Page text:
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We're in our editorial meeting from 9 to 11 a.m., so we'll be observing Slog silence, but look—we made an entire paper's worth of stuff for you! Here's what Birch has to say.

The only thing worse than The Stranger's typical mockery is when The Stranger pretends that it actually cares about something. Far too many pages of this week's issue are devoted to the noxious "Occupy Seattle" movement, about which the less said the better. In case you have more important things to do with your time than concern yourself with the affairs of children, here is what you have missed so far: A handful of gamy poltroons have illegally trespassed on city property in what is probably the busiest shopping thoroughfare in Seattle. Rather than kicking these trust-fund heroes and liberal-arts pioneers out of their urine-scented yurts, Mayor McGinn has rolled out the welcome mat, basically crippling the Seattle Police Department and allowing these indigent whiners a tall, broad platform from which they can throw their feces far and wide.

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Rather than praising Mayor McGinn for his self-destructive act, as you would expect them to do, The Stranger, in a cowardly collection of unhinged, collectively bylined pieces, accuses McGinn of... wait for it... failing to be even more radical. The Stranger pretends to be on the side of the bongo-playing stench-monkeys in order to foment their favored chaos, but I warn the children of the Occupy Seattle movement right now: You may think The Stranger is on your side, but once the winds shift, they'll be on to the next cause célèbre.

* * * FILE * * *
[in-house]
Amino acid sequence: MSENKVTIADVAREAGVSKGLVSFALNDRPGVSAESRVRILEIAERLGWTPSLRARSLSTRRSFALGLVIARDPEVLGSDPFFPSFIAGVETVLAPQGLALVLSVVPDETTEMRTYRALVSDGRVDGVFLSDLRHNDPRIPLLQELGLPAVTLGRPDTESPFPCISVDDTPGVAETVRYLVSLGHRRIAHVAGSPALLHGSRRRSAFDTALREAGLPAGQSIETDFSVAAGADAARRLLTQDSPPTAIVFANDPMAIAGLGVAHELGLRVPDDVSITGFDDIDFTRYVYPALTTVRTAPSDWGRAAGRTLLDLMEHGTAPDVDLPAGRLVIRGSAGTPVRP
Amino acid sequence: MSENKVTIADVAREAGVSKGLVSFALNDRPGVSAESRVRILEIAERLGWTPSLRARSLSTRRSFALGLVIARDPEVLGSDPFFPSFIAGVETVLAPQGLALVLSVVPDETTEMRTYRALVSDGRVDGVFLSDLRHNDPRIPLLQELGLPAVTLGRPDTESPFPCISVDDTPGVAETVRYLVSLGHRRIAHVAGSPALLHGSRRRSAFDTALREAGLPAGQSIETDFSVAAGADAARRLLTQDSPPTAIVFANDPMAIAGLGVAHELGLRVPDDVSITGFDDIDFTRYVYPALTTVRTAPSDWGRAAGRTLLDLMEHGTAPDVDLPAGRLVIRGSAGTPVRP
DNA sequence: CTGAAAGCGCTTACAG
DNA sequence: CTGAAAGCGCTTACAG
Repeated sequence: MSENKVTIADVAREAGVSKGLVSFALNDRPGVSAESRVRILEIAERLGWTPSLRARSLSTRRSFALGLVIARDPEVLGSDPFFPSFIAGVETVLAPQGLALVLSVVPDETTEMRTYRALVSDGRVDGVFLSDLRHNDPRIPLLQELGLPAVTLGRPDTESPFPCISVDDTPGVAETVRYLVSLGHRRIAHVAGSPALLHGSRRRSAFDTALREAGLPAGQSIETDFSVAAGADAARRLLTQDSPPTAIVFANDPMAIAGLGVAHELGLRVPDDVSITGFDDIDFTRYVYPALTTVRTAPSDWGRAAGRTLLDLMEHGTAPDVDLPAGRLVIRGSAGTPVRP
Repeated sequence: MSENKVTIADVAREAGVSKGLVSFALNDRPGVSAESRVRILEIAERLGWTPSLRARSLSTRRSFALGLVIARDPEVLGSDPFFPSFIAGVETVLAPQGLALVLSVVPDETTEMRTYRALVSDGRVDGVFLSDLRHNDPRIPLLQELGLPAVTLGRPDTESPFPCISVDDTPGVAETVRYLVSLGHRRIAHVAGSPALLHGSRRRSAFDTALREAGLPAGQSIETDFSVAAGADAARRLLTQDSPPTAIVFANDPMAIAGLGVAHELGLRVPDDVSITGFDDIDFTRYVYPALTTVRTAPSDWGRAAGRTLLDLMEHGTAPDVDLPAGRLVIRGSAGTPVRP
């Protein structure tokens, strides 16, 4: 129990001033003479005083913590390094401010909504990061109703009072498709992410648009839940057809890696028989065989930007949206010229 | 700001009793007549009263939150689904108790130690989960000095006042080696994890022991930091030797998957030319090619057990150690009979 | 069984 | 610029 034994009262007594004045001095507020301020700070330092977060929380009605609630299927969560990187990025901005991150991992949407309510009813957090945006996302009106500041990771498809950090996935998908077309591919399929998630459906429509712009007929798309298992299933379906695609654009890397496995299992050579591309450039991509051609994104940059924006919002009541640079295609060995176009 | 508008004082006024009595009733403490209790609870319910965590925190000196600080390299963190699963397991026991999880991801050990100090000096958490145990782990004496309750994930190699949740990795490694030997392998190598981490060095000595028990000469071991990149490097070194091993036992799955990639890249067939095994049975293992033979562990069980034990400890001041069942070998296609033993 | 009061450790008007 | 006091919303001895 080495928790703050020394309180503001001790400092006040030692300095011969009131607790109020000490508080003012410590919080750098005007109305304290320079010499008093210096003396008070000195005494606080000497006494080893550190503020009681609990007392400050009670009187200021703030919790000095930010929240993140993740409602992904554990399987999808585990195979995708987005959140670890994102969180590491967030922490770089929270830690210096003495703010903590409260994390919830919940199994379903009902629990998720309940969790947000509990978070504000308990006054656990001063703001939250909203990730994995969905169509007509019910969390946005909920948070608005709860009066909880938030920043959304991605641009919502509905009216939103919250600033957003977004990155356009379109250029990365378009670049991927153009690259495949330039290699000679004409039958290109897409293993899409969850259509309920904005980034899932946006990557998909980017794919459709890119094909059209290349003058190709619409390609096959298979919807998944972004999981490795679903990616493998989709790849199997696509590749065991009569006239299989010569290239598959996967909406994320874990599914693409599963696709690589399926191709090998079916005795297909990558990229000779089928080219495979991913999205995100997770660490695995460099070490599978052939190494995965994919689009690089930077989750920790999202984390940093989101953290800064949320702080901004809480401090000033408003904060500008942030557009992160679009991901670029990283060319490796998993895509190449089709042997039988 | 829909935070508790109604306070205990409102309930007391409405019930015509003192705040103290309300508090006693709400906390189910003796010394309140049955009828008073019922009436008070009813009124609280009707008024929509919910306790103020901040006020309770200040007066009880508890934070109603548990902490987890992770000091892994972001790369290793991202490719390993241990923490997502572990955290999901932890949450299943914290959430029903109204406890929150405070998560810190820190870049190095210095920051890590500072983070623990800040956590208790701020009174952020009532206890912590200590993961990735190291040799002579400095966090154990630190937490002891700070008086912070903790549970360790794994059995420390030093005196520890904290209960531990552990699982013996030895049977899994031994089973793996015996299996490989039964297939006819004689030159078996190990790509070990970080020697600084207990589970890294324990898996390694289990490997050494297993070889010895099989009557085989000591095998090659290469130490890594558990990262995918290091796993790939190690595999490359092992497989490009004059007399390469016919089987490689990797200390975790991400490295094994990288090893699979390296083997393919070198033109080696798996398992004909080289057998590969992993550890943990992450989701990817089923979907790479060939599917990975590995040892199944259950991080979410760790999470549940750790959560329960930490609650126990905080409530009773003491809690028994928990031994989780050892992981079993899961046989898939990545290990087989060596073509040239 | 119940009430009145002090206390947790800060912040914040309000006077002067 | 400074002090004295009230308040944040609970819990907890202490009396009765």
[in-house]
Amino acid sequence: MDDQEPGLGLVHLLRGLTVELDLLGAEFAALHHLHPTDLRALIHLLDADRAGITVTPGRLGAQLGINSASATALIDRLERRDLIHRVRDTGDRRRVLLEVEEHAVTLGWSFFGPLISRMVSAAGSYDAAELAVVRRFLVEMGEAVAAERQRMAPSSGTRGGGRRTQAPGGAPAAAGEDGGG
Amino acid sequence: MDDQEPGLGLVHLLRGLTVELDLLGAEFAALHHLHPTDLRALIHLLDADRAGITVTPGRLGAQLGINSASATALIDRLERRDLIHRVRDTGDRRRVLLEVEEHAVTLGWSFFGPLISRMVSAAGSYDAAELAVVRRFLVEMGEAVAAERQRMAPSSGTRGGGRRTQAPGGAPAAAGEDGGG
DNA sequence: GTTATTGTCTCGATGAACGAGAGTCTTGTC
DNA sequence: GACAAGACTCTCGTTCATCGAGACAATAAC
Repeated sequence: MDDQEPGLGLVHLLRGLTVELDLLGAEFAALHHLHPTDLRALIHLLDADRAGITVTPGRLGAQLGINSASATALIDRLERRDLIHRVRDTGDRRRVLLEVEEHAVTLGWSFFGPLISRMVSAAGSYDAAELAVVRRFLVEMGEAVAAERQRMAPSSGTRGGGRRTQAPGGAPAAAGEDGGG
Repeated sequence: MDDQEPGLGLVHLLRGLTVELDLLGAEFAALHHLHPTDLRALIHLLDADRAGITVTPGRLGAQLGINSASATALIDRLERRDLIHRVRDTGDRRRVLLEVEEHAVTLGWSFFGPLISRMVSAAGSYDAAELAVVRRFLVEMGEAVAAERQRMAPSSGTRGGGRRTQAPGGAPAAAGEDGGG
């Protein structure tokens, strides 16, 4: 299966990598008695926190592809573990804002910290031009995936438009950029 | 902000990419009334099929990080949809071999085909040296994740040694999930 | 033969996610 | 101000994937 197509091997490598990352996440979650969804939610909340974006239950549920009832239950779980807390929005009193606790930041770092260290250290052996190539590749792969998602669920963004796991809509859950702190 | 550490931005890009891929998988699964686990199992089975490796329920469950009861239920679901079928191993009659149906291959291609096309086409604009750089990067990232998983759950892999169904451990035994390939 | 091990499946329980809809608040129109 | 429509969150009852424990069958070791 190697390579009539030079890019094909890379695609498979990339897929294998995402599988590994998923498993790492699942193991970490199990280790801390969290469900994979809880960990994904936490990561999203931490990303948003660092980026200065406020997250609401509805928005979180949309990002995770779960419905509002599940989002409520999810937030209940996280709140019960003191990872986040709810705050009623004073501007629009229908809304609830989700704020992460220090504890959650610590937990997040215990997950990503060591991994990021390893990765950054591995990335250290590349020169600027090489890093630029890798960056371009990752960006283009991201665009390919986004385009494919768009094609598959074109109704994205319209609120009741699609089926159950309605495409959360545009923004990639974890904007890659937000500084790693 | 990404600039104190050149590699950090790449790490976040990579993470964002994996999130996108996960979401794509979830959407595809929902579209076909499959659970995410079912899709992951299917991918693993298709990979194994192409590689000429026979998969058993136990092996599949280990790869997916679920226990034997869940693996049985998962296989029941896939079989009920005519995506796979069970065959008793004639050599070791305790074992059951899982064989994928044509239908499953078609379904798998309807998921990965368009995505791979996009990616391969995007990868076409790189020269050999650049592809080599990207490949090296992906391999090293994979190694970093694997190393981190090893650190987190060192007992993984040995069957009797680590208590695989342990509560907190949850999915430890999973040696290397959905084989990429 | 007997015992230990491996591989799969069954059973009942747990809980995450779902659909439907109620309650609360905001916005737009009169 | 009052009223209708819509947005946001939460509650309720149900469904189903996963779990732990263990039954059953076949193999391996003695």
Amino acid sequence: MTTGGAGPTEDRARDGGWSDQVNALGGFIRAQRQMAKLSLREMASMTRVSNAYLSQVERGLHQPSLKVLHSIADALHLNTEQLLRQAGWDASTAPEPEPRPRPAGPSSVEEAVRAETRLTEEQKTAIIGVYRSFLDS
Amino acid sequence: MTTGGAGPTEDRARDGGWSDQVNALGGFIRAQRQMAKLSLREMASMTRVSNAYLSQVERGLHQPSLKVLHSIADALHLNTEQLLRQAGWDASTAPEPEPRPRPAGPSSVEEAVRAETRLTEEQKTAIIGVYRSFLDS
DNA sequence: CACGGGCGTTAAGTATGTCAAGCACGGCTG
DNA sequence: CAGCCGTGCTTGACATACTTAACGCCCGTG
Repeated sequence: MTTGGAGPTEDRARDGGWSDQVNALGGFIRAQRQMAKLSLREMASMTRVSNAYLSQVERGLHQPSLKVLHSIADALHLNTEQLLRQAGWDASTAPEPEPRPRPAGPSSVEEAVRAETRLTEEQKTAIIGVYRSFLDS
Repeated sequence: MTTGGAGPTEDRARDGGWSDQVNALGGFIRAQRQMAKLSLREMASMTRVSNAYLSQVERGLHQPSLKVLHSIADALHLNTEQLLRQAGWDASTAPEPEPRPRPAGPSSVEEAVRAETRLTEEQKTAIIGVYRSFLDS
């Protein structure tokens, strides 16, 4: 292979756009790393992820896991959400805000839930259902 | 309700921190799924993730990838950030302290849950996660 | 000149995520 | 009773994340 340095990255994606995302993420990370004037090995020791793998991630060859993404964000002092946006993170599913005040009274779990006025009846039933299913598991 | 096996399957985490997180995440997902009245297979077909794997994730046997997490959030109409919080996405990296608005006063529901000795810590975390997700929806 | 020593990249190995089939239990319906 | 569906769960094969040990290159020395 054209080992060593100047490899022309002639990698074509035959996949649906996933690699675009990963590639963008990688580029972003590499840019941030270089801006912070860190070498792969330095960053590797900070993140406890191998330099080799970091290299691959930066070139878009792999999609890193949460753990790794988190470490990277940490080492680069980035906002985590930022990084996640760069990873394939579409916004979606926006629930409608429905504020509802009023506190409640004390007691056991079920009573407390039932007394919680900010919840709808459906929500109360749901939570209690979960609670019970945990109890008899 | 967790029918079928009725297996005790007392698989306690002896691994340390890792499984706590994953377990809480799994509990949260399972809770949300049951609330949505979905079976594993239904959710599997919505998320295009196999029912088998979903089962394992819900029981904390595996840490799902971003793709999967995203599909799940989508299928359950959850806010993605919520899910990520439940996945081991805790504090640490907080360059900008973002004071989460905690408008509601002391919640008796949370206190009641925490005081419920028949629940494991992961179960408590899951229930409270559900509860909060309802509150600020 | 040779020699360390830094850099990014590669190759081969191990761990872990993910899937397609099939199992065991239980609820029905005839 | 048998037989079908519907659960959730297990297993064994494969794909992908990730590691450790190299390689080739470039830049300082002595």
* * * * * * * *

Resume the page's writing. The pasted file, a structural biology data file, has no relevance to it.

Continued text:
Speaking of causes célèbres, the rest of the front of book is devoted to the insane purpose of inciting a run on banks so that what's left of the Obama economy will crumble to the ground. Instead of big banks, they recommend you store your money in "credit unions," which are basically fly-by-night storefronts that take advantage of community spirit. Alarmist screeds by ANNA MINARD, CHRISTOPHER FRIZZELLE, GOLDY, and BETHANY JEAN CLEMENT suggest that big banks are not trustworthy when it comes to handling your funds. I would contend that the exact opposite is true; big banks work because all of our money is in them. They cannot disappear as easily as some insignificant mom-and-pop organization. If ever The Stranger gave you a single piece of advice to ignore—and lest you have never read this column before, let me remind you that you should ignore every piece of advice The Stranger gives you—it would be this one. The big banks are your dearest friends; The Stranger, and its temporary mangy allies at Occupy Seattle, are your foes.

Elsewhere, quickly: BOOKS: There seems to be additional books content in this week's issue, which gave me plenty more to ignore... VISUAL ART: More it's-a-small-world poppycock from the flightiest dimwit who ever dimmed a wit... THEATER: Your usual lame parade of jugglers and acrobats and immigrants and other circus freaks... CHOW: Watery soup, reviewed by a watery brain... SAVAGE LOVE: So gay it ought to be protested.

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